Many students signed their name at the end of their comment or wrote that they would like to be contacted for further comment. Those names were redacted as well.
Board of Trustees chairman Lowry Caudill and assistant secretary Dwayne Pinkney said the board did not request the names be redacted.
Regina Stabile, director for institutional records and reporting compliance at UNC, said the comments included “education records” as defined by the Family Educational Rights and Privacy Act. Educational records include grades, transcripts, class lists, student course schedules, health records, financial information and student discipline files.
By considering student comments an educational record, the public records office is making a distinction between student comments and comments made by other people. It is unclear if the Board of Trustees or UNC will use the 212 comments made by students any differently than other comments.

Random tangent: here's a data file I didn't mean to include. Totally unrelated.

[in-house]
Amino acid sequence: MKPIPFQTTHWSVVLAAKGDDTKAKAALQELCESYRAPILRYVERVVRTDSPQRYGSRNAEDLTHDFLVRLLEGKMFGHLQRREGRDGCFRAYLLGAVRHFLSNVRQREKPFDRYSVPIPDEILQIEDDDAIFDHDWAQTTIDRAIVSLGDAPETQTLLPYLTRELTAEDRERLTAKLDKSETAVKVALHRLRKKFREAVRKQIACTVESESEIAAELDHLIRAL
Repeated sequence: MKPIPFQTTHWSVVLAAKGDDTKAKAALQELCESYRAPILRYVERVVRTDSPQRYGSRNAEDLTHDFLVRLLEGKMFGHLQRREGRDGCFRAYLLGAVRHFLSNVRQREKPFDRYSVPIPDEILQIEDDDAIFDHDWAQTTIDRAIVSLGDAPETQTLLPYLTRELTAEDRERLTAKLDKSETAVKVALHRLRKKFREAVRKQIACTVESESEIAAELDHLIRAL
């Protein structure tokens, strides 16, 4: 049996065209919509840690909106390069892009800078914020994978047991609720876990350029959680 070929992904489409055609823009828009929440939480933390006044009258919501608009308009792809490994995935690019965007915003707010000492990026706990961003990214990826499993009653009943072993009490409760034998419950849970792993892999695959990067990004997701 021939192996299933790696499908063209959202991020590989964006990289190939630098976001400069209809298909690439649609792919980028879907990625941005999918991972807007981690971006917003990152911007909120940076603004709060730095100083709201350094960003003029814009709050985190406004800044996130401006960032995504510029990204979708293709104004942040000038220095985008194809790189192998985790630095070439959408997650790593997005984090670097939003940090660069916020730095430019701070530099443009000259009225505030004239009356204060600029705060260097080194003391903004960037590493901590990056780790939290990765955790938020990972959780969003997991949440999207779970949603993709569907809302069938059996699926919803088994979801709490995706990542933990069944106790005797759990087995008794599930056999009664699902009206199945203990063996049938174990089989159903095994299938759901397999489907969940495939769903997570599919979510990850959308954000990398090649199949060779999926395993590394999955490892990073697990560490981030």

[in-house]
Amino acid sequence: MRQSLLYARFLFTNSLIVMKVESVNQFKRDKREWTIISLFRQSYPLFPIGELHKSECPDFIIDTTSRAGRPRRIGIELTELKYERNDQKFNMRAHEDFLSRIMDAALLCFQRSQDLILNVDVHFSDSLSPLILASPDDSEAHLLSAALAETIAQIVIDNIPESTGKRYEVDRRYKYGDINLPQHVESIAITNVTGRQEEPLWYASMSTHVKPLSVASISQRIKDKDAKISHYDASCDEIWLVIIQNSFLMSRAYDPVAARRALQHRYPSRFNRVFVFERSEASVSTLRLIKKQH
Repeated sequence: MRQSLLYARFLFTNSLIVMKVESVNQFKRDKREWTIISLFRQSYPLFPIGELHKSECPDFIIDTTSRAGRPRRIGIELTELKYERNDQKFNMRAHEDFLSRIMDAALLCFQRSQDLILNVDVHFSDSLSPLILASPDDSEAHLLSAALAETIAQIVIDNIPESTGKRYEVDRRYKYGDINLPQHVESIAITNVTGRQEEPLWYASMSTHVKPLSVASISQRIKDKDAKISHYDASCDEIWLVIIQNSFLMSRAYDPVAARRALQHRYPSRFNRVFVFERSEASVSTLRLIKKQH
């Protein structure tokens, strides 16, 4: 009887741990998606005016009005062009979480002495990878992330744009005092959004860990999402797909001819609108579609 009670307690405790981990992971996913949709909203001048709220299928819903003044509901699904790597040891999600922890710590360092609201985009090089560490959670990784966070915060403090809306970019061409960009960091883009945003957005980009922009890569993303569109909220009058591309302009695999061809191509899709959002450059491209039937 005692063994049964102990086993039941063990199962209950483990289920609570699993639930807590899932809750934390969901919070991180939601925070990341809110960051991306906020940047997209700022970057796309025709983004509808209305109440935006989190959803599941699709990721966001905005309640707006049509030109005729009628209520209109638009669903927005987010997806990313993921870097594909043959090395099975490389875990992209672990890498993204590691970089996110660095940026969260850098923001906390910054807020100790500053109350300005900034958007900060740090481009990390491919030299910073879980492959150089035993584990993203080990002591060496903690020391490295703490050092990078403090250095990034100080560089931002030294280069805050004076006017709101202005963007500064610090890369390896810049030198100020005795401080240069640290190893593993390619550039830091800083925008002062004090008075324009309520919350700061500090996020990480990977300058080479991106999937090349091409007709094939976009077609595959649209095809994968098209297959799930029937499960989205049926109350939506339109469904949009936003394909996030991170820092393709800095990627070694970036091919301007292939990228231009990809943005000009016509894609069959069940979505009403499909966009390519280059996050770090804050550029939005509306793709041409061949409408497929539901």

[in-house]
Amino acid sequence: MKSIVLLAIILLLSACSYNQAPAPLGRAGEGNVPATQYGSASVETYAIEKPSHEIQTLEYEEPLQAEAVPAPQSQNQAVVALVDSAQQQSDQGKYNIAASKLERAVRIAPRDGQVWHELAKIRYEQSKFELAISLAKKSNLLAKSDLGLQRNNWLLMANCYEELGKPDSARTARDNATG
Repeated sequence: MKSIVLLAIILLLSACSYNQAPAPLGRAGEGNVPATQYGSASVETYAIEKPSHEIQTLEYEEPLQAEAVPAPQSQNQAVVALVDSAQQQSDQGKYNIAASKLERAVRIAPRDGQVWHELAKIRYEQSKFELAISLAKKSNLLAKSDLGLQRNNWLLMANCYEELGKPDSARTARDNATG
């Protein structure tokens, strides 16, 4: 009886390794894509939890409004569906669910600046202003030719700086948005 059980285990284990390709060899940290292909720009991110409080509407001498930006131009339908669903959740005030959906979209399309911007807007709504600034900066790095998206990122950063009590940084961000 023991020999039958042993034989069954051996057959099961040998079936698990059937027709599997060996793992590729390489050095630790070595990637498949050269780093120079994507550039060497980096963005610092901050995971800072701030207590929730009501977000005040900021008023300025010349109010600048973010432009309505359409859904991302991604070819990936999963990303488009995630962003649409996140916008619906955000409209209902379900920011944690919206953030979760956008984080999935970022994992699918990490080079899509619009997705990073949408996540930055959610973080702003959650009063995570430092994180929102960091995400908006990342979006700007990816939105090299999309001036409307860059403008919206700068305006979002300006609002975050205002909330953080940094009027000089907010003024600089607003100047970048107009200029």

Jonathan Jones, director of the N.C. Open Government Coalition, said FERPA does not cover student comments made to the Board of Trustees.
“This is another example of the continued abuse of FERPA by universities in general and by UNC in particular,” Jones said.
Jones said the names and email addresses of students are considered “directory information,” which is not protected under FERPA.
“There is simply no way this is an educational record,” he said. “It’s not at all a part of this student’s academic or disciplinary history. You can understand why they may want to claim something is not a public record when there’s embarrassing information in it, but there’s nothing embarrassing about this, and it doesn’t warrant special privacy rights under the law.”
Frank LoMonte, executive director for the Student Press Law Center, said comments to the Board of Trustees cannot be FERPA education records unless they are specifically appealing academic decisions.
“When you are acting in your citizen capacity and not your student capacity, records that you create are not FERPA education records,” LoMonte said.
“The way we know this for sure is if a student showed up at the registrar’s office and asked to inspect her FERPA records, nobody would say, ‘Hang on while we contact the Board of Trustees to see if you’ve sent them any emails.’ If the records would not be produced to a student who makes a request to inspect her FERPA records, then they cannot be classified as FERPA records for purposes of concealment.”